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Fam Pract. 1996 Feb;13(1):12-7.

The relationship between complaint-related cognitions in referred patients with irritable bowel syndrome and subsequent health care seeking behaviour in primary care.

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  • 1Department of General Practice and Social Medicine, University of Nijmegen, The Netherlands.



It is generally accepted that it is important to explore patients' beliefs and fears about the meaning of their symptoms during medical consultations.


To discover how referral behaviour of GPs and attention to dysfunctional cognitions of medical specialists affect the subsequent health care seeking behaviour of patients with irritable bowel syndrome.


Questionnaires were distributed to GPs and to doctors and patients at an outpatient clinic in the University Hospital of Nijmegen.


The results of the present study indicate that doctors' attention to the complaint-related cognitions of IBS-patients is also related to a reduced use of medical health services in primary care. On the other hand, when referred IBS-patients continue to attribute their complaints to a somatic abnormality even after such an abnormality has been ruled out through extensive physical examinations, the subsequent use of medical health services in primary care is likely to increase. Moreover, GPs' referral behaviour appears to strengthen these dysfunctional somatic attributions in IBS-patients.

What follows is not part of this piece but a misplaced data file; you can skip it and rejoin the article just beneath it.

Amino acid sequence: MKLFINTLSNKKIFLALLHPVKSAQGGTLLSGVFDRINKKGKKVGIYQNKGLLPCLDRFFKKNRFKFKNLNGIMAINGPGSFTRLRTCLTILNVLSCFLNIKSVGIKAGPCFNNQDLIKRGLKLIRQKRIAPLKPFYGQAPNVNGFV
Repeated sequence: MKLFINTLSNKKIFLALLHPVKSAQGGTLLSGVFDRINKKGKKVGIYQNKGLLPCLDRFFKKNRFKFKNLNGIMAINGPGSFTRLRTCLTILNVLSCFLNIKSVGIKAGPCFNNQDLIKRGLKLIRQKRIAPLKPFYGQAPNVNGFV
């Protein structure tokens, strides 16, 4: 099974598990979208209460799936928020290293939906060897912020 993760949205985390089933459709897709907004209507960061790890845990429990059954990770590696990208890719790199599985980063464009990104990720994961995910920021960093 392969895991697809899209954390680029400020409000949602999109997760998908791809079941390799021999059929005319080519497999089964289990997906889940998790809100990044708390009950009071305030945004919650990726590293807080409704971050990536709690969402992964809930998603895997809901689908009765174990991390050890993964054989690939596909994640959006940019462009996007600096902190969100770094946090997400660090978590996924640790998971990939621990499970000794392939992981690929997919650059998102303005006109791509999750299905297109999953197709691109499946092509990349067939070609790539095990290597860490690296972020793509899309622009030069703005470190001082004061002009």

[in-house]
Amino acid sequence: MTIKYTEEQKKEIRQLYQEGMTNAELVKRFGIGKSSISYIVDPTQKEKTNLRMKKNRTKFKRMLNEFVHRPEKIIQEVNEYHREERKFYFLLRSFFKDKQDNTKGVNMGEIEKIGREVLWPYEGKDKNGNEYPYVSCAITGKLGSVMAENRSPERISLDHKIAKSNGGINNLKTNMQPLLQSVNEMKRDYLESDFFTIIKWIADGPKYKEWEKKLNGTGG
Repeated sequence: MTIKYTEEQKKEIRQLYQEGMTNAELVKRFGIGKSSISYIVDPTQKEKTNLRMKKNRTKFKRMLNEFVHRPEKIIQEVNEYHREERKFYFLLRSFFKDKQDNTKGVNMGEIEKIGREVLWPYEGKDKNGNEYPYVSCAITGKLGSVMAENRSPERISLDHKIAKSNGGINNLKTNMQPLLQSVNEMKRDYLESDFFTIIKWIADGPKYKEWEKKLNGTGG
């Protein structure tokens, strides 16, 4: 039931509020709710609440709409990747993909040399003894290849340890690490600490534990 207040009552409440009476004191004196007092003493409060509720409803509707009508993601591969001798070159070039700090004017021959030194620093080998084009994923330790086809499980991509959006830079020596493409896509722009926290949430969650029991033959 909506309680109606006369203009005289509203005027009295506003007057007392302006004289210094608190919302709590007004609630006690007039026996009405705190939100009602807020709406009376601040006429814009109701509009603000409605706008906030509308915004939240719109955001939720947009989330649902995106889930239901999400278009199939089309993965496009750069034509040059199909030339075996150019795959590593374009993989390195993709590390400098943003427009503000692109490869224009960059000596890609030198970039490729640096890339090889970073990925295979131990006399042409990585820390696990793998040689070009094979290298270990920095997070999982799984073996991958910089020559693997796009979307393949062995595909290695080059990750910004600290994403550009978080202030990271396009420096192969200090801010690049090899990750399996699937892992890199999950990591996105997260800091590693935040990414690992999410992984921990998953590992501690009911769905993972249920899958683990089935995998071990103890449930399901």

These unfavorable consequences might be avoided by handling cognitions and anxiety more specifically during medical consultations in primary as well as secondary care.

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